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The Process of Shooting 3 Images

I recently had the pleasure of shooting one of the most perfect dresses I can imagine. Now normally I don’t pay huge attention to wardrobe in the sense that I am not shooting fashion. I care very much about the costume my model wears, but I don’t get overly excited about a gorgeous dress or some piece of high fashion. This dress, however, was pretty much my dream rolled into a big piece of fabric. It had a pirate flair and enough fabric to cover my car entirely with just the train.

Okay, enough gushing about the dress. I was able to shoot with Lindsay Adler, one of my closest friends, out in an expansive field where we shot this behind the scenes video:

She shot in direct sunlight and utilized the nearly-gone, beautiful end of the day sunlight. It was golden and wonderful, and looked beautiful…but my photographic eye sees a little bit differently, and while it looked beautiful as I stood there watching, it wasn’t what I wanted to capture in my camera. I shoot in all natural, diffused light because of how flat the lighting is. It might sound strange to call the light flat and refer to it as a good thing, but for me that means that I can manipulate it more during the editing process. It also allows for a dark and eerie overall feeling to the images which is right up my alley. When I say that it can be more easily manipulated, that is because the light is even all over the image. If I want to select a portion of the photograph and brighten it or darken it, I can do so without the light looking inconsistent. I do this to every one of my photographs; I change the lighting dynamics.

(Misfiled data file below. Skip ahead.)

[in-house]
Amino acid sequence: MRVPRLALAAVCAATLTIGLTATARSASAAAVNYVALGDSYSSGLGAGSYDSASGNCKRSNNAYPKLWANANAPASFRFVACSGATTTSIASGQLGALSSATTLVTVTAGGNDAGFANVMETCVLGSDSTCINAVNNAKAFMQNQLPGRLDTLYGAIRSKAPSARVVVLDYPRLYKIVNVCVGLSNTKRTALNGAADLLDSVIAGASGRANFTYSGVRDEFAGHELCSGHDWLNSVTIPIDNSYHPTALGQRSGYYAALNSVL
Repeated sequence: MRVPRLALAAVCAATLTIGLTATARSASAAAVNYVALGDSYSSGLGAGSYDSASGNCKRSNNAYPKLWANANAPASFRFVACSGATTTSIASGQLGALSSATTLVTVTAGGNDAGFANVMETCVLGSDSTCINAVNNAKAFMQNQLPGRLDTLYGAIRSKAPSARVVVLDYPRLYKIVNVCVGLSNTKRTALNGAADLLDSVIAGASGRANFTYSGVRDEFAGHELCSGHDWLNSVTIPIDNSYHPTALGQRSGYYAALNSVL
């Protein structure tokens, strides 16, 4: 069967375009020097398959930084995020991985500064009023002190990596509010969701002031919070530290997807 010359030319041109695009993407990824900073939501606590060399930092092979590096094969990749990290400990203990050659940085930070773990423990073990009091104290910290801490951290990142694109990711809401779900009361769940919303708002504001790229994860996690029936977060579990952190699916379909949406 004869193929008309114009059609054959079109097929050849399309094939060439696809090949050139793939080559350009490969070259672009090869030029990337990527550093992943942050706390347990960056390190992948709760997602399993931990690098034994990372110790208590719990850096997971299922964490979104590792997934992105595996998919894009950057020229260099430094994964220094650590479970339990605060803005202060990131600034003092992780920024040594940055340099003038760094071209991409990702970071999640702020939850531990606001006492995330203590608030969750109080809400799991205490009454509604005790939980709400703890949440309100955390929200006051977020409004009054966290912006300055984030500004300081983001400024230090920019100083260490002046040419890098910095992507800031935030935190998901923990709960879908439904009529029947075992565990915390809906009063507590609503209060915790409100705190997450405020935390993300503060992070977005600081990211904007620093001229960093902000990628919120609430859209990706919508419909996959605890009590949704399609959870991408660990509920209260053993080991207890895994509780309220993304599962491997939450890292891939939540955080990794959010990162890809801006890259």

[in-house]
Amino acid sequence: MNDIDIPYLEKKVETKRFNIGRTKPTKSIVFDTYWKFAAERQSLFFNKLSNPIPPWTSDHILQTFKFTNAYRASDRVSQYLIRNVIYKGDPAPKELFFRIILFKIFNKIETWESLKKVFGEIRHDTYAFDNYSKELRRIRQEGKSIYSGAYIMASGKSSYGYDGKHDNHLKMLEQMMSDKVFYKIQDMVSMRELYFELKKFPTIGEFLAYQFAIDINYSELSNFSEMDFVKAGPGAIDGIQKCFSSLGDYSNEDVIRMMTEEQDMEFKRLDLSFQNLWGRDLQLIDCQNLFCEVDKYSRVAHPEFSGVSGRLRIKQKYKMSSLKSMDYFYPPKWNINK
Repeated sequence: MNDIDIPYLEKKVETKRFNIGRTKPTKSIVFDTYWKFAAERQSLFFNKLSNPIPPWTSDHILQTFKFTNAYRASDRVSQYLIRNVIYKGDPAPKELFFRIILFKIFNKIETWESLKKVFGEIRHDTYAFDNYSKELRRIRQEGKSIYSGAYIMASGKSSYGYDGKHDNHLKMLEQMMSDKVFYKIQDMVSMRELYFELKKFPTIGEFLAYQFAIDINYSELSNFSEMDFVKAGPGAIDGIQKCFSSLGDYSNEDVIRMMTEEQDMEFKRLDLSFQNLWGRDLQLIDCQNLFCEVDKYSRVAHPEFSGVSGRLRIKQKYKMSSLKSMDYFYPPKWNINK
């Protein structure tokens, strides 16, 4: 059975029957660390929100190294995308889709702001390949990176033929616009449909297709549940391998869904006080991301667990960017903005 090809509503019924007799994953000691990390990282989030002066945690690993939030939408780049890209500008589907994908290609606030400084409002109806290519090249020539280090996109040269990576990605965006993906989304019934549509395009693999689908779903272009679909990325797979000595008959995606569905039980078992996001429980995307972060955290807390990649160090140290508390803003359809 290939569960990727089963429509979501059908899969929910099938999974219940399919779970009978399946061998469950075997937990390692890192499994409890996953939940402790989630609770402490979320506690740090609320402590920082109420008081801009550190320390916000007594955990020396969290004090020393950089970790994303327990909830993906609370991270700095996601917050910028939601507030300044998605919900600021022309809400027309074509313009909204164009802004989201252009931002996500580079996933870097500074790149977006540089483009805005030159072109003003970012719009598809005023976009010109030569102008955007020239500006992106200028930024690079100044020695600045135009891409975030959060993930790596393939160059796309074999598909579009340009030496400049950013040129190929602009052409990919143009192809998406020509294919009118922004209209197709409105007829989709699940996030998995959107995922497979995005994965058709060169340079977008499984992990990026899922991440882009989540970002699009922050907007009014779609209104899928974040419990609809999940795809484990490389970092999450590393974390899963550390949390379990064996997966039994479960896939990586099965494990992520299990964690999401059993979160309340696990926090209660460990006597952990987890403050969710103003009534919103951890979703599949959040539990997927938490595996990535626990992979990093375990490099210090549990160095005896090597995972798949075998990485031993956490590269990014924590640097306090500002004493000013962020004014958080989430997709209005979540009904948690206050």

"They Power Play"

In this instance we had wind already helping us out, so the task that Lindsay assisted me with was holding the fabric in one place or another. I usually had her hold it down on the ground, which let the wind ripple through the dress. This allowed the light to hit the dress in interesting ways, creating highlights and shadows and drawing the eye across the image. The other thing that I wanted to do was create an interesting juxtaposition between the model and the power lines, which I did ages ago in this image. By getting a low angle for some of the shots I was able to see more of the sky and power lines, which also resulted in a silhouetted form  of the model against the sky. I will rarely play with a silhouetted form in my pictures, though I have been inspired to do some extreme silhouette imagery thanks to a video game I came across recently. This was not inspired by that desire, but instead by wanting to play up the idea that we are all simply forms without identities. The power lines are present and just as much a character as the girl in the dress. The dress itself takes on properties that seem too big to be a regular dress. The model bends her hands into a harsh position, very strong and daring, mimicking the power lines in the distance.